Over 10 000 people were refused entry to SA during peak season, here's why
Minister of Home Affairs Dr Aaron Motsoaledi has shared details on the 2019/20 festive season traveller movement statistics - with unsatisfactory travel documents seeing a number of people refused entry to South Africa during the peak season.
The department said it had increased personnel and had extended operating hours at ports of entry to facilitate faster movement of people and goods during this period - with extended hours continuing for the month of February too.
In his address, Motsoaledi says a total of 10 362 travellers were refused movement during arrival or departure, between 1 December 2019 to 13 January 2020,
"The main reasons for refused movements during arrival and departure include travellers on our risk engine (those involving lost and stolen passports and travellers previously declared undesirable), expired passports, insufficient documentation and fraudulent documentation," says Motsoaledi.
Top 10 ports of entry accounting for 9 344 refusals were:
- Beit Bridge (Zimbabwe with 2 433 refusals)
- Lebombo (with Mozambique with 2 168)
- Maseru Bridge ( with Lesotho with 1 524)
- Ficksburg (with Lesotho with 1 325)
- OR Tambo (787)
- Oshoek (with Swaziland with 380)
- Groblersbruge (with Botswana with 212)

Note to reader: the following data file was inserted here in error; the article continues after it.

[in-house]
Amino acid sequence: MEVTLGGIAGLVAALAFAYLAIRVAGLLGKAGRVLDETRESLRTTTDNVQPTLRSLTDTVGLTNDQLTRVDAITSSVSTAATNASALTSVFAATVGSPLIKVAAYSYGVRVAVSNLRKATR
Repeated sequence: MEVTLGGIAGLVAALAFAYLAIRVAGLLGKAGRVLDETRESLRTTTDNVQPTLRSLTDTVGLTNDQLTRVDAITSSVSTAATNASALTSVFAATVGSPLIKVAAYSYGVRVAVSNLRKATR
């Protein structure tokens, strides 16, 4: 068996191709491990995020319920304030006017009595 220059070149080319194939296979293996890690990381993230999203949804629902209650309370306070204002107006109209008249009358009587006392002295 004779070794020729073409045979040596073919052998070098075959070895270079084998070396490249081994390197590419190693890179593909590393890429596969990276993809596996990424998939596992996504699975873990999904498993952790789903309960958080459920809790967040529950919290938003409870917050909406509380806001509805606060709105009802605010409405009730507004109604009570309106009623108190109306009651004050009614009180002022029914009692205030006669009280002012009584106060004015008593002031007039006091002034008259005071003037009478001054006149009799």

- Van Rooyens Gate (with Lesotho with 208)
- Caledonspoort (with Lesotho with 180)
- Tele Bridge (with Lesotho with 127).
During this period the total number of travellers who were declared undesirable due to over staying the period permitted on their visa is 18 127.
Top 10 ports of entry accounting for (87%) travellers declared undesirable, due to overstaying, were:
- Maseru Bridge (3 515)
- Ficksburg (3 123)
- Beit Bridge (2 656)
- OR Tambo International Airport (2 524)
- Lebombo (1 422)
- Tele Bridge (762)
- Caledonspoort (557)
- Cape Town International Airport (458)
- Oshoek (423)
- Van Rooyens Gate (369)
Development of land port of entry
Beit Bridge Border Post, one of six large land ports of entry to South Africa, has been pegged for infrastructure development.
Usually a high traveller and trade volume port, the department says "it is important to develop these ports of entry to reflect its commitment to easing the movement of people and goods through the ports".
The ports will be developed in partnership with the private sector through public private partnerships and with our neighbouring countries - with the One Stop Border Posts (OSBP) being a core part of the remodelling.
This means people and trucks will be processed by both countries under one roof.
When we move over to this model, people and trucks will only stop once at a border and be processed by both countries. We are pursuing the OSBP in association with other government agencies," says Motsoaledi.
He says he has had "fruitful meetings” with Botswana, the Kingdom of Eswatini (Oshoek border post), Lesotho (Maseru border\post) and Mozambique (Lebombo border post) regarding the redevelopment.
"The Master Plan for the development of Beit Bridge has been finalised and we are in the process of appointing a service provider.
"When we implement the Border Management Authority in phases, we will prioritise Beit Bridge as one of the areas where we will start implementation. Hence, Beit Bridge shall have two programmes running more or less at the same time, that is, the One Stop Border Post (OSBP) and Border Management Authority (BMA)."
Motsoaledi says, "BMA is a cog in our social, political and commercial interaction with our neighbours."